The Language of the Argonautica:

Apollonius wrote his poem using the epic language of Homer. Full details of that may be accessed through this website, together with convenient listings. His style exhibits many features in common with early Hexameter poetry:

  • Contracted forms, for example, appear alongside uncontracted­ – ἄεθλον (15) and ἄθλων (1.1304) ἱερόν (1.960) and ἱρόν (4.1691).
  • Apocope of prepositions and preverbs, e.g. of ἀνά in 1061 ἂμ πεδίον Λειμώνιον (cf. Il5.96).
  • He has old epic forms with initial πτ– (πτόλιν 247; πτολίεθρον 1.186) or double –ππ– (ὁππότε 1.42).
  • uncontracted endings such as ­–αο for masculine genitive singular (46 Αἰσονίδαο) and –άων for feminine genitive plural (1.27 ἀοιδάων). In Book I he has 131 examples of –οιο, 33 of –ου and 42 other cases. His use of –οιο is greater than the Iliad’s. He obviously felt –οιο to be a desirable archaic element in his style.

On the other hand, there are significant differences. He is never a pure imitator but constantly develops the ancient tradition. Ancient readers would have been aware of linguistic innovation throughout the poem. We can do the same by being aware of the following stylistic traits:

  • instead of the regular Homeric –οίατο (at 3691005 only, in the same context) Apollonius uses the more familiar Classical 3rd plural present optative form in –οιντο (only once in Homer, in the suspect line Il.1.344; see further West’s app. crit.).
  • He freely extends the use of the middle voice – without apparent semantic difference – to many verbs that in Homer appeared only in the active.
  • and uses the dative case with a greater number of verbs, and more often without prepositions.
  • Apollonius often creates new forms by analogy (sometimes false), derived from other verb stems, e.g. futures (such as δαμάσσει 3.353) or presents (e.g. ἀμείρω (3.186).
  • New noun forms are found throughout the poem, such as the word for “child” in 697 (πάιν) and for ship 1.1358 (νηῦν) compared with more usual inherited παῖδα and νῆα.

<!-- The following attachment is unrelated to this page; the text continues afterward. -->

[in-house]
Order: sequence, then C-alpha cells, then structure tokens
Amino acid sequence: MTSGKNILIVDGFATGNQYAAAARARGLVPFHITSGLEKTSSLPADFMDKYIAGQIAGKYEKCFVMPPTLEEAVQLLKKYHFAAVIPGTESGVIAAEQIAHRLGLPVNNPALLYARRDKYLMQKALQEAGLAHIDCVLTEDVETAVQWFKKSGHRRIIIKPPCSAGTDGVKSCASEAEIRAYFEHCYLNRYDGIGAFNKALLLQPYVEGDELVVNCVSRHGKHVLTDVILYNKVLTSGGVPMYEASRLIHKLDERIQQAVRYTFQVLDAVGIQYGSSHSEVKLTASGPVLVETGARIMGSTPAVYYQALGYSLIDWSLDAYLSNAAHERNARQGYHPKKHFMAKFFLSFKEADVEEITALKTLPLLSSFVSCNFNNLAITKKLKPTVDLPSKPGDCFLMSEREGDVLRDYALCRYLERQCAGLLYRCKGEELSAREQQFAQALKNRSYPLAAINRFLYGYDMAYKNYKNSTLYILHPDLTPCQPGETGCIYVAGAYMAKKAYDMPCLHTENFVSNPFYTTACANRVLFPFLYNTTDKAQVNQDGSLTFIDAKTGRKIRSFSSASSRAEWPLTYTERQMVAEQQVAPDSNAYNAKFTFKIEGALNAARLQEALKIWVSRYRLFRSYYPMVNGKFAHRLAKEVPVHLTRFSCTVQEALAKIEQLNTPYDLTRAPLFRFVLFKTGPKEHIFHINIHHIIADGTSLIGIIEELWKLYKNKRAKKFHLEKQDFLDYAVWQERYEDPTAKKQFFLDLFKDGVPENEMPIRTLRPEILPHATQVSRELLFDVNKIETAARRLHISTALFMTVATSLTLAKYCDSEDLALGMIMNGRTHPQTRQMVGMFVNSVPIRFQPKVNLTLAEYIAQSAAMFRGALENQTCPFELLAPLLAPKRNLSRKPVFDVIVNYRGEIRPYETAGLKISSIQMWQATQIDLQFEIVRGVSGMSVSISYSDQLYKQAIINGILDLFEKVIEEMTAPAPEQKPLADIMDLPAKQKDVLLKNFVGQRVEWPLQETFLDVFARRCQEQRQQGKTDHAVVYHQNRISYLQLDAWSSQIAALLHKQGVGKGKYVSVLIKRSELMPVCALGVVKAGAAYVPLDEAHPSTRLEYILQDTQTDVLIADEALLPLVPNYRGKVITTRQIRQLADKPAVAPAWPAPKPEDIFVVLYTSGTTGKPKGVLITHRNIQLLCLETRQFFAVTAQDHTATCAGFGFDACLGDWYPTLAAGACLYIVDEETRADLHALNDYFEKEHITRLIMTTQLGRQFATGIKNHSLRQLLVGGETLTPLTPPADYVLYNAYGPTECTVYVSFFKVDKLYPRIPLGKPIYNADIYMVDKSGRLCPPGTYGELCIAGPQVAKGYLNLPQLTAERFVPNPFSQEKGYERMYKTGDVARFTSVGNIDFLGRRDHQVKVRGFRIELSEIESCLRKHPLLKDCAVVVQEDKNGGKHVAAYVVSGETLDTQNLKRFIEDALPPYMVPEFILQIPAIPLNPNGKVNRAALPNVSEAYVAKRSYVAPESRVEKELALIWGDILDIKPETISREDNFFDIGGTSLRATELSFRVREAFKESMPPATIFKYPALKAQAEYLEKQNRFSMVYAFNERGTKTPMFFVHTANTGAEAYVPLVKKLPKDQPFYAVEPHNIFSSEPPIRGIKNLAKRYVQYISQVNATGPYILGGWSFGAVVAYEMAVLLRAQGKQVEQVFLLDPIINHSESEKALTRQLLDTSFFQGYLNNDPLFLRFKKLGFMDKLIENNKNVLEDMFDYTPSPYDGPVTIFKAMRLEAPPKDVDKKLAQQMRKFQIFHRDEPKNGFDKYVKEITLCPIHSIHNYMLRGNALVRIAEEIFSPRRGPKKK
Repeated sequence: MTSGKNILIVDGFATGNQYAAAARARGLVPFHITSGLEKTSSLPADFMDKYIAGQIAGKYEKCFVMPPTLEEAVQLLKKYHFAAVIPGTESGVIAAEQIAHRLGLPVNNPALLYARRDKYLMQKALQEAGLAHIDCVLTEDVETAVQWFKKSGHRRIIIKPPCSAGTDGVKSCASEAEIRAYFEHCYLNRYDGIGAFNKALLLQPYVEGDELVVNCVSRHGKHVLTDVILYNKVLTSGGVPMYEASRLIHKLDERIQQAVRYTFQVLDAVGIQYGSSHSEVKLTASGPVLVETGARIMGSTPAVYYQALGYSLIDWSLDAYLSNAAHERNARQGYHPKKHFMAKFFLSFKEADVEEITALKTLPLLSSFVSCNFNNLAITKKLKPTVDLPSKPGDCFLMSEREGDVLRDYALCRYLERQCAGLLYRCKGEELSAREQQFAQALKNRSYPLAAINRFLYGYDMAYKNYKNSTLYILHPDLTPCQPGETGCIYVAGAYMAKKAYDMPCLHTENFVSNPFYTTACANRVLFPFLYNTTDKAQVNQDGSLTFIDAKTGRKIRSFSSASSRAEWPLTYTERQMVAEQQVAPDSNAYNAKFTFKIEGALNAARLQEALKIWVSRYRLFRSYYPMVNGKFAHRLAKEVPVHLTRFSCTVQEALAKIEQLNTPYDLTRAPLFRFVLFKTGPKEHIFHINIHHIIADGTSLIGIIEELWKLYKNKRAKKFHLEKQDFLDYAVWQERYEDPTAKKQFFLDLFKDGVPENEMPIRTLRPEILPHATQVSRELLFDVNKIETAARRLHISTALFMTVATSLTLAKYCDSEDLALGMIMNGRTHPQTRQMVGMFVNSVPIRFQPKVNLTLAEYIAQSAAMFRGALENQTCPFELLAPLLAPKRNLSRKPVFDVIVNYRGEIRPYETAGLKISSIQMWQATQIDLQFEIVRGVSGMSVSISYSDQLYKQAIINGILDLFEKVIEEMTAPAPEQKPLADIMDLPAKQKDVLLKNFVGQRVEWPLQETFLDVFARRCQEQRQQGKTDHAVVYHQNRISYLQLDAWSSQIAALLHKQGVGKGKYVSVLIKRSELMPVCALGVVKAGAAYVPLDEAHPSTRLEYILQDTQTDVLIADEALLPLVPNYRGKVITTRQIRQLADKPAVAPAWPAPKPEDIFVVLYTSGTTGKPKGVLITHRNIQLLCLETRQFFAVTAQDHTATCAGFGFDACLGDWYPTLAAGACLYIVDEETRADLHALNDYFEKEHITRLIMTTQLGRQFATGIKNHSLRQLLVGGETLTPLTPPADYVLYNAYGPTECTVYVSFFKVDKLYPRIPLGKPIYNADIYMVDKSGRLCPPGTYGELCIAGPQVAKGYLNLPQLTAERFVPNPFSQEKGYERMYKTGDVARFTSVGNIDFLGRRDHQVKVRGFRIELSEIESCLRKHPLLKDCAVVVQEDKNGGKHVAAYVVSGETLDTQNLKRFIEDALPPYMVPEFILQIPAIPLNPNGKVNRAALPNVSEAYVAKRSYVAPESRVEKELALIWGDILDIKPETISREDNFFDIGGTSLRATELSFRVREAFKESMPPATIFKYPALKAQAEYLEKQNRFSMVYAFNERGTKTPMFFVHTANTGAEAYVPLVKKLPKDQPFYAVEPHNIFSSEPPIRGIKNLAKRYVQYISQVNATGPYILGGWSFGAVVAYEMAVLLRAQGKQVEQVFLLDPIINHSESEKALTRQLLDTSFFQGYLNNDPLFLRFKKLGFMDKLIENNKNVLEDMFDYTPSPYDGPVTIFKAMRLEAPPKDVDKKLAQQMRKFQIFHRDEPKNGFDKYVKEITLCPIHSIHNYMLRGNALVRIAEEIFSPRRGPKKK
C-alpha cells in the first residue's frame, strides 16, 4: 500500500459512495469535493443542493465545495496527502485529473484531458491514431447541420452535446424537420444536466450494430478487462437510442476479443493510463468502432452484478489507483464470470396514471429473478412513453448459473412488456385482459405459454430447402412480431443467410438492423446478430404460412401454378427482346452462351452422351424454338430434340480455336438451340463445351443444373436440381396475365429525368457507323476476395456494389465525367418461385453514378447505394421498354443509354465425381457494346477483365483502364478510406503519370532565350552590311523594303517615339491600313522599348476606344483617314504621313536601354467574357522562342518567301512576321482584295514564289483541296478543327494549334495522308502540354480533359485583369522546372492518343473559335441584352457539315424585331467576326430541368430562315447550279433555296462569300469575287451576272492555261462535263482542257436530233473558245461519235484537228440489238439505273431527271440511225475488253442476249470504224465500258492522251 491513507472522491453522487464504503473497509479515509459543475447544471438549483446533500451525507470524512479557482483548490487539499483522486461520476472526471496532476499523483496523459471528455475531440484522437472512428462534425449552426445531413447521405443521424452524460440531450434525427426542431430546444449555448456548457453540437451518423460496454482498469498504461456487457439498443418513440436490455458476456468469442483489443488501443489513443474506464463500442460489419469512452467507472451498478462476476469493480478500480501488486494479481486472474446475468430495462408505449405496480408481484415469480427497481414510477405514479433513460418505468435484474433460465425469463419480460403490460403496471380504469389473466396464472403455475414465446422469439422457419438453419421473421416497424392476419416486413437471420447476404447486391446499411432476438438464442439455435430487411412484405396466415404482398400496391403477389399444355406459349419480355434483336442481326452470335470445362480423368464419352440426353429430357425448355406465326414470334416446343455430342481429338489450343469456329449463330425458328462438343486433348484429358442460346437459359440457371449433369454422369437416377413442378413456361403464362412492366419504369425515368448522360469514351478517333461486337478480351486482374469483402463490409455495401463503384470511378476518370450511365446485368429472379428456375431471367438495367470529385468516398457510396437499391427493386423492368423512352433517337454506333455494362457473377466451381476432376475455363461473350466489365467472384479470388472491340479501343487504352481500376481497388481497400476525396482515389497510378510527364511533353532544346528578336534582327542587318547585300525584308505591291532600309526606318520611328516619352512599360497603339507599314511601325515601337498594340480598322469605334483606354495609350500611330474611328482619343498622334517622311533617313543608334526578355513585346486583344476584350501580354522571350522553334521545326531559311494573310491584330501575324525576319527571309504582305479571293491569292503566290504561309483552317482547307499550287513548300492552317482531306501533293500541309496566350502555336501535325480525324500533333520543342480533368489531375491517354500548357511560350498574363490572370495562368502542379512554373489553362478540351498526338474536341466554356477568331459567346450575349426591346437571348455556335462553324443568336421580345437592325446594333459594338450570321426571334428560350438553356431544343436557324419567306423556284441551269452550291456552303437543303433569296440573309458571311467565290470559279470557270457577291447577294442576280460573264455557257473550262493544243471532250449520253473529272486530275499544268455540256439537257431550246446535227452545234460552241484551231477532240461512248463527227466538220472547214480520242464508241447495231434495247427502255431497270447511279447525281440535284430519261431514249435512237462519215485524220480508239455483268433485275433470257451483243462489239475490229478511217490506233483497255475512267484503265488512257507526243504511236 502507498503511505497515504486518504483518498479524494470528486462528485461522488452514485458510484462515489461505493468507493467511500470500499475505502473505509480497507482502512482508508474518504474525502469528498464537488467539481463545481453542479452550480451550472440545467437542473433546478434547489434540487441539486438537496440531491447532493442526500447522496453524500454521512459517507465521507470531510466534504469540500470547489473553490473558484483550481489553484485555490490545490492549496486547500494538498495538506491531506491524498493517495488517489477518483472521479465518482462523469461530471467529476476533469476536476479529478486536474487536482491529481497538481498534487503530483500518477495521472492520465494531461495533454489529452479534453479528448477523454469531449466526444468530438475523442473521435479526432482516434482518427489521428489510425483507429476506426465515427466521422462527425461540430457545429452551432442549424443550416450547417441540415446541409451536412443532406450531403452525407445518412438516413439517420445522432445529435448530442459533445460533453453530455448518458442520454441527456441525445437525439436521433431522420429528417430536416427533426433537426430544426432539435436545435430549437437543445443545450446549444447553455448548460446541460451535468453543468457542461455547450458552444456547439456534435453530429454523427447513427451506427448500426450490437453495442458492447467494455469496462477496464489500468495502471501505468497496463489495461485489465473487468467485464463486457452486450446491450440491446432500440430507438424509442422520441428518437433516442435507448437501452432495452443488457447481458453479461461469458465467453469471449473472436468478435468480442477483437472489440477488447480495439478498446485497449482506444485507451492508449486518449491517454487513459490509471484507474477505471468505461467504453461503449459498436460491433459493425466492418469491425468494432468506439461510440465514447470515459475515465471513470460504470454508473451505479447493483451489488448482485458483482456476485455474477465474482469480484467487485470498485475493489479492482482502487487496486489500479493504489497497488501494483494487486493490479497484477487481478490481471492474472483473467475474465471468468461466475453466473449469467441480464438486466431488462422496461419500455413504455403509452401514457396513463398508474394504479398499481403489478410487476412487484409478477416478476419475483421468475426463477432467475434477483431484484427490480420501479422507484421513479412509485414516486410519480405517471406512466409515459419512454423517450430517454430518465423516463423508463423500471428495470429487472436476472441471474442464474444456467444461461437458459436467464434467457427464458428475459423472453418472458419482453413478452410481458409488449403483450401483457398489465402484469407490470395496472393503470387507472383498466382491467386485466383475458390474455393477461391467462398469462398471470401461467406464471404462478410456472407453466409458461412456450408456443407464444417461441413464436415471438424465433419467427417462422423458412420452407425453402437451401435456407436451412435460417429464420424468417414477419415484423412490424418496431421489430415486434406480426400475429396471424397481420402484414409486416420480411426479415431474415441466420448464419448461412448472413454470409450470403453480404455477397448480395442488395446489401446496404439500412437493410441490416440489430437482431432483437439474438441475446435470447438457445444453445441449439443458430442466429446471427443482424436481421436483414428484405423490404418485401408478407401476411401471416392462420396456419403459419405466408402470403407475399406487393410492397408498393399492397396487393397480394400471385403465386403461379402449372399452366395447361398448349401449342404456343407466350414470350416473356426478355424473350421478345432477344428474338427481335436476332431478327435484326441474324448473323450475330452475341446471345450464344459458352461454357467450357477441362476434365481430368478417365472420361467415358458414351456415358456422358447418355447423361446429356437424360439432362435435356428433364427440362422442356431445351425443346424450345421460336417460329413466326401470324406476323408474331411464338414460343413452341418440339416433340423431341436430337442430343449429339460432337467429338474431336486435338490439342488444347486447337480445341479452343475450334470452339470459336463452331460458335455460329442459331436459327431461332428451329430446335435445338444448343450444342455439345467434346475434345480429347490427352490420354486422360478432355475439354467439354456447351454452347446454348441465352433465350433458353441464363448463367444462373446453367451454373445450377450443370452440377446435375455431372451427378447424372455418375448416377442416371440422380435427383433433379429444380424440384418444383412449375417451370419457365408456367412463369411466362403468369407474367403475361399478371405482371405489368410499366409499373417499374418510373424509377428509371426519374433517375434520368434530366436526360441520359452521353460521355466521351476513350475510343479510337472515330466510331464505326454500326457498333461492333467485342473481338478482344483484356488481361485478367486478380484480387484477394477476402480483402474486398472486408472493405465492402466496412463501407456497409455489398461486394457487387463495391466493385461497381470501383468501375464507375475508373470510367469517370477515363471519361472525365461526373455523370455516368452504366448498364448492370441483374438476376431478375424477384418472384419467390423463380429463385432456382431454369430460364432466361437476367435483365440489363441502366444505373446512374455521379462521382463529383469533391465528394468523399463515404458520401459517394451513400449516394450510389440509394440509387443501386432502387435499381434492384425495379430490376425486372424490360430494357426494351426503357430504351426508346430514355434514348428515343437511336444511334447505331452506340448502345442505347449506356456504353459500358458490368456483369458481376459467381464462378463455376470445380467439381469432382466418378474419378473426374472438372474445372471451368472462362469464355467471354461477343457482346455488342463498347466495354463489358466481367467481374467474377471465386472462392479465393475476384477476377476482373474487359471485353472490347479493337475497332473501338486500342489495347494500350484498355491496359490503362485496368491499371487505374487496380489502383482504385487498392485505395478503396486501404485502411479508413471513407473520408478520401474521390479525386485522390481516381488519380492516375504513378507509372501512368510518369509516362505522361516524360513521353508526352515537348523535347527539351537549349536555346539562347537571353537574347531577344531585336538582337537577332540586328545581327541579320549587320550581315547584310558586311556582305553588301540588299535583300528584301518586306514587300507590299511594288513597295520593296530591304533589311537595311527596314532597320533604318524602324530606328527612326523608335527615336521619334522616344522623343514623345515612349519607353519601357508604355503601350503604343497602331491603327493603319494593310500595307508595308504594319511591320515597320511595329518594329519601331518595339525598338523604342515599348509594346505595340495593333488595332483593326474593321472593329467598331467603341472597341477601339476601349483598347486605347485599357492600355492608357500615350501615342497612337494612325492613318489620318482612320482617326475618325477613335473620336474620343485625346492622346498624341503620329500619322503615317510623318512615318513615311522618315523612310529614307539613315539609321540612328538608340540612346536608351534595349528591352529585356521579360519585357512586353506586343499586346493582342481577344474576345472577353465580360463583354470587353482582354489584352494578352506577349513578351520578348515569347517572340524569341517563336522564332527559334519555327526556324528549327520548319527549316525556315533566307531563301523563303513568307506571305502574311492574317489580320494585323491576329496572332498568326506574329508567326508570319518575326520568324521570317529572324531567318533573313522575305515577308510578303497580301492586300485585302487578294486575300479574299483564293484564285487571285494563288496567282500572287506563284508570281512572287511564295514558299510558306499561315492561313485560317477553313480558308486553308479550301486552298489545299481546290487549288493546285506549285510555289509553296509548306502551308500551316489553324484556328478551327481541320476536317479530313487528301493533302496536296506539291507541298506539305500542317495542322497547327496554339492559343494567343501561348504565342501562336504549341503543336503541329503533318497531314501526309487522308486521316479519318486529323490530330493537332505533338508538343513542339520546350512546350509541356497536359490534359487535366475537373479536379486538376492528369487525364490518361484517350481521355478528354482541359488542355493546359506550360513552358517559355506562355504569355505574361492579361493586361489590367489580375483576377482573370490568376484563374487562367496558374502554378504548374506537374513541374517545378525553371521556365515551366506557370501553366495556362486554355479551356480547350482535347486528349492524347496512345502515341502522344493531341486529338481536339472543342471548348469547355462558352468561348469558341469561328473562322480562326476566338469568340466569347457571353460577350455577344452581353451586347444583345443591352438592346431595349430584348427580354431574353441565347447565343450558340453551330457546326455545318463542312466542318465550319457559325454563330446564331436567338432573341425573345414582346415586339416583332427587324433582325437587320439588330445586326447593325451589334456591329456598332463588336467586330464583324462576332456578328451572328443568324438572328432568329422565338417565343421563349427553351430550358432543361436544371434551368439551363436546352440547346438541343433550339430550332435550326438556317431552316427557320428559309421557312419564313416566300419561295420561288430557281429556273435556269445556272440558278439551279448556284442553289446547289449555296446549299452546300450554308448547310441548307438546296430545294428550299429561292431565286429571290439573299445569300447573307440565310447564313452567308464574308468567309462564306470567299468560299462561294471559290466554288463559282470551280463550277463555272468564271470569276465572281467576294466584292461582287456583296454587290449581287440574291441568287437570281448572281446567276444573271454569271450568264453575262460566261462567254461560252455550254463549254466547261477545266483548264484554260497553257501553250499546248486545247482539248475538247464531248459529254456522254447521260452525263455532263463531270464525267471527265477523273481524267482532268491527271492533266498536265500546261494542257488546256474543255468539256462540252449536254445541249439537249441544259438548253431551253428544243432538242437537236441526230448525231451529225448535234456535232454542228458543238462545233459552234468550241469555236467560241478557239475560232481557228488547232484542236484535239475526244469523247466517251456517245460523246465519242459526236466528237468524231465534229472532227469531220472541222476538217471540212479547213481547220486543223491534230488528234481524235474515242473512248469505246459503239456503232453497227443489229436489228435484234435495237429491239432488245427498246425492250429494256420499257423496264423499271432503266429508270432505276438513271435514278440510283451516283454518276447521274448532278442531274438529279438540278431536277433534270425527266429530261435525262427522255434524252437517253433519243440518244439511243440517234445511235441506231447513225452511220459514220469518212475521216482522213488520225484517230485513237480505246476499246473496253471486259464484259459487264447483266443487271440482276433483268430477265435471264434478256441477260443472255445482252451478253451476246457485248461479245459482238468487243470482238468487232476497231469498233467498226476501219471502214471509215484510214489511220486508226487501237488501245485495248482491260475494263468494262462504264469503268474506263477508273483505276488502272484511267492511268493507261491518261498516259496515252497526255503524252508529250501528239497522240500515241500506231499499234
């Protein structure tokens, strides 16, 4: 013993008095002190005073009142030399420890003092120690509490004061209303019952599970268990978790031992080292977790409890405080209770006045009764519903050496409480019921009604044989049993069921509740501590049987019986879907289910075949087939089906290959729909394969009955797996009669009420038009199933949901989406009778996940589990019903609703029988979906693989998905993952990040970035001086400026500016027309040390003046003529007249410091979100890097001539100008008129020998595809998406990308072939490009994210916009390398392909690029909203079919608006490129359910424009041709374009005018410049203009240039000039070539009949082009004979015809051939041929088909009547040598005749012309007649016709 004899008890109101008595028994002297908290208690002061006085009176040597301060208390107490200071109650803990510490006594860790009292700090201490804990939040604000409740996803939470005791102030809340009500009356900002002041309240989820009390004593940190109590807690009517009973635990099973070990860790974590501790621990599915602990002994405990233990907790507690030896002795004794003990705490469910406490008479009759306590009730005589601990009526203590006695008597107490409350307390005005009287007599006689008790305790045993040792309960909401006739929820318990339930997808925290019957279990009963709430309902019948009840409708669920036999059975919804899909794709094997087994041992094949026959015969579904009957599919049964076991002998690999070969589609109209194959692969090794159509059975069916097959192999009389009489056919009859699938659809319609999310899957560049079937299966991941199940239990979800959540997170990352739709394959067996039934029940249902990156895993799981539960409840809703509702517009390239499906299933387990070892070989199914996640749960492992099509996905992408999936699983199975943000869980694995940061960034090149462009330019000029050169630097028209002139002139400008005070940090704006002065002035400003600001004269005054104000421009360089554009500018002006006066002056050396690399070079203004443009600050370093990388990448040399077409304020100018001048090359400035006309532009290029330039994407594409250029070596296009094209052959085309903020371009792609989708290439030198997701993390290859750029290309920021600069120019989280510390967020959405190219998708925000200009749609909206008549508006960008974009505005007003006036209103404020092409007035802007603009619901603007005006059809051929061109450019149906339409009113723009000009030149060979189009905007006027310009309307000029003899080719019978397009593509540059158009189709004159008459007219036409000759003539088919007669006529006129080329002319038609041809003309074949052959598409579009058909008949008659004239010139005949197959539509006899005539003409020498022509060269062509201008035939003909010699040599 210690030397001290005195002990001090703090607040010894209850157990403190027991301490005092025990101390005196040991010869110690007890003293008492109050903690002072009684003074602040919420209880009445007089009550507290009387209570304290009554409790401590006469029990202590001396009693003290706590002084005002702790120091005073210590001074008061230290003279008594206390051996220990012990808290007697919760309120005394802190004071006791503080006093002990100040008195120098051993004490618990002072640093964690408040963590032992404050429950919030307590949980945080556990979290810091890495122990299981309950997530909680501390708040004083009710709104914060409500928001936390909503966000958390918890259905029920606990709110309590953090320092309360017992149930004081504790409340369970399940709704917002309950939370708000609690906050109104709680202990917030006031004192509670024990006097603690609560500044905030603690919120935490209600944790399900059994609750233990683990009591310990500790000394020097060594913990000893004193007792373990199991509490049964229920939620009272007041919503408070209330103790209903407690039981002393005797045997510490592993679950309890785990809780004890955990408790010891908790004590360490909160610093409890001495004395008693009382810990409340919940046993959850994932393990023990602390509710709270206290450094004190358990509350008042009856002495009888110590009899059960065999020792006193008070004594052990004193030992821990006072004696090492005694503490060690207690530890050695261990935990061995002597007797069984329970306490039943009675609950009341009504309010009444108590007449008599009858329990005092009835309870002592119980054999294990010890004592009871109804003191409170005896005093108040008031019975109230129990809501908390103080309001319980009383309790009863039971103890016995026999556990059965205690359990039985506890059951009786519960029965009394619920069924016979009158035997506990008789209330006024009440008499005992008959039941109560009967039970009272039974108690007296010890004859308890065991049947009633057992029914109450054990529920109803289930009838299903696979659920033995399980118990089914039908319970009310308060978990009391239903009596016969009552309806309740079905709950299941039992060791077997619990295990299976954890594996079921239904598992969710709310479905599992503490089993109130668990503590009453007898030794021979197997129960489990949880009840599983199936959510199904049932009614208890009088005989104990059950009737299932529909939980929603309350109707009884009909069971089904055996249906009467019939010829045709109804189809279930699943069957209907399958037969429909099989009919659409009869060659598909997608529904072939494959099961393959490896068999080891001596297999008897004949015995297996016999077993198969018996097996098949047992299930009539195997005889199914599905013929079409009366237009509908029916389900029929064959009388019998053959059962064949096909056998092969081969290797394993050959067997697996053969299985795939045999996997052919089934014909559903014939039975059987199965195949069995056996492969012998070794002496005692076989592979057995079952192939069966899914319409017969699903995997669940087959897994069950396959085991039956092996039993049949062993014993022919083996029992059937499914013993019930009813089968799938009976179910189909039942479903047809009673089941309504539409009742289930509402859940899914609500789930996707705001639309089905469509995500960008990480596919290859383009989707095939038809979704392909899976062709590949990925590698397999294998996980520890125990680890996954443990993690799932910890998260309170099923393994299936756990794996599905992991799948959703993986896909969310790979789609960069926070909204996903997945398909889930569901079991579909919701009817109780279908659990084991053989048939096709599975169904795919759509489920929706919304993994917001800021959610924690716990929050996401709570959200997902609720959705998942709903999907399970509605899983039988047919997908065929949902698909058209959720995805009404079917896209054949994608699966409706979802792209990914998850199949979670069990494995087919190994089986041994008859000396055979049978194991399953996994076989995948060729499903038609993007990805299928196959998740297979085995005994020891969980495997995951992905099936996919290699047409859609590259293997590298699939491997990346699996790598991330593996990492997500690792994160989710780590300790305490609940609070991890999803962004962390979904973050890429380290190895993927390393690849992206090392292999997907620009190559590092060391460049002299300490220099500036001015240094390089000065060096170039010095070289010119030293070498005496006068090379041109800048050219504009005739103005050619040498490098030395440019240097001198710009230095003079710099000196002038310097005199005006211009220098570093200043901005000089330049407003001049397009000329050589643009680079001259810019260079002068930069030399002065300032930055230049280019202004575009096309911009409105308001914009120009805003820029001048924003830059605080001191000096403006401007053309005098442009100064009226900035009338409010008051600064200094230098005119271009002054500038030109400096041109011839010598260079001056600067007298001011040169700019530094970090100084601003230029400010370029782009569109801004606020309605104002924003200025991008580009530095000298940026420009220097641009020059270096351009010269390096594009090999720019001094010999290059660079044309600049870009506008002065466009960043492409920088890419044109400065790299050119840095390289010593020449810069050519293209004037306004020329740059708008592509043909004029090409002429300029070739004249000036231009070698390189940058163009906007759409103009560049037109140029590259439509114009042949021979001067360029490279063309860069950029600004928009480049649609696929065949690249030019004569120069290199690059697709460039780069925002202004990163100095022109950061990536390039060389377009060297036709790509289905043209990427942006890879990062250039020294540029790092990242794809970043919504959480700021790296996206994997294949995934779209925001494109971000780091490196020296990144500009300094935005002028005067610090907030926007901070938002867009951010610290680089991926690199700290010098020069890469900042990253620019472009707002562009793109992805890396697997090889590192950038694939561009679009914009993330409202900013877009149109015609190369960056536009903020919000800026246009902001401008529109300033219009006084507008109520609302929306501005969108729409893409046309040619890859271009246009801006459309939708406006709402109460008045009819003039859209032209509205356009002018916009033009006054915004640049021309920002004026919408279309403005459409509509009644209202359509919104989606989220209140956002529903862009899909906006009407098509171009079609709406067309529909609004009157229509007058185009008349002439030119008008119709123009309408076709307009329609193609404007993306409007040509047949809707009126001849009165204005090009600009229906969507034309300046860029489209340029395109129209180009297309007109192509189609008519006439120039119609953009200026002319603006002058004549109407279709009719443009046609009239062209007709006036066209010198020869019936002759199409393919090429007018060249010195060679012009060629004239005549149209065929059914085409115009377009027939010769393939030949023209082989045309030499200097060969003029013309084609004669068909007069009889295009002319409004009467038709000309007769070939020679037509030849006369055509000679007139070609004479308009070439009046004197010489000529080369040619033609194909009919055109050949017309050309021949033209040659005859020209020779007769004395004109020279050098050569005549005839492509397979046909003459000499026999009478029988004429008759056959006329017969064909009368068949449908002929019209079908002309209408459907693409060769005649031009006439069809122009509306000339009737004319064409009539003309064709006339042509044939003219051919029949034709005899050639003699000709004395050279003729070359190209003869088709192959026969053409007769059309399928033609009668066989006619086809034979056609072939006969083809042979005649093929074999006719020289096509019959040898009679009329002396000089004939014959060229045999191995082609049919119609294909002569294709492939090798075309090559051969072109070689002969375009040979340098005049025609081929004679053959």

At times the innovations of Apollonius seem intended to make his poetic texture look older, by over-developing formations that he apparently considered archaic:

  • Thus, the widespread use of adverbs in –δην (e.g. 826 ἀίγδην, 1.1017 ἁρπάγδην); see further Hulse (2015, 77).
  • Putting prepositions after the nouns they modify (postposition) reflects archaic syntax, but Apollonius does this once for every 9 occurrences of a preposition, whereas Homer was more restrained (once out of 13 times).
  • Such a longing for archaic ‘feel’ may explain the poet’s indiscriminate deployment of prepositional forms like ἑός that are properly restricted to the 3rd person in older epic usage: Apollonius, liking their antique ring, uses them for all persons(e.g. for 1st person in 99: ἀτεμβοίμην ἑοῖ αὐτῇ).

For more on this topic:

Martin, R.P. 2011. Distant Landmarks: Homer and Hesiod. Princeton: available at:

(see especially pages 13-19.).

The following older publications give more examples of features of Apollonius’ use of language and are still useful:

Rzach, A. 1878. Grammatische Studien zu Apollonios Rhodios. Vienna.

Boesch, G. 1908. De Apollonii Rhodii elocutione. Göttingen.

Lisenbarth, O. 1887. De Apollonii Rhodii casuum syntaxi comparato usu Homerico

Oswald, Michael Matthias F. 1904. The Use of the Prepositions in Apollonius Rhodius, Compared with Their Use in Homer. Notre Dame, Ind., Notre Dame University Press.

Marxer, G. 1935. Die Sprache des Apollonius Rhodius in ihren Beziehungen zu. Homer (Zürich).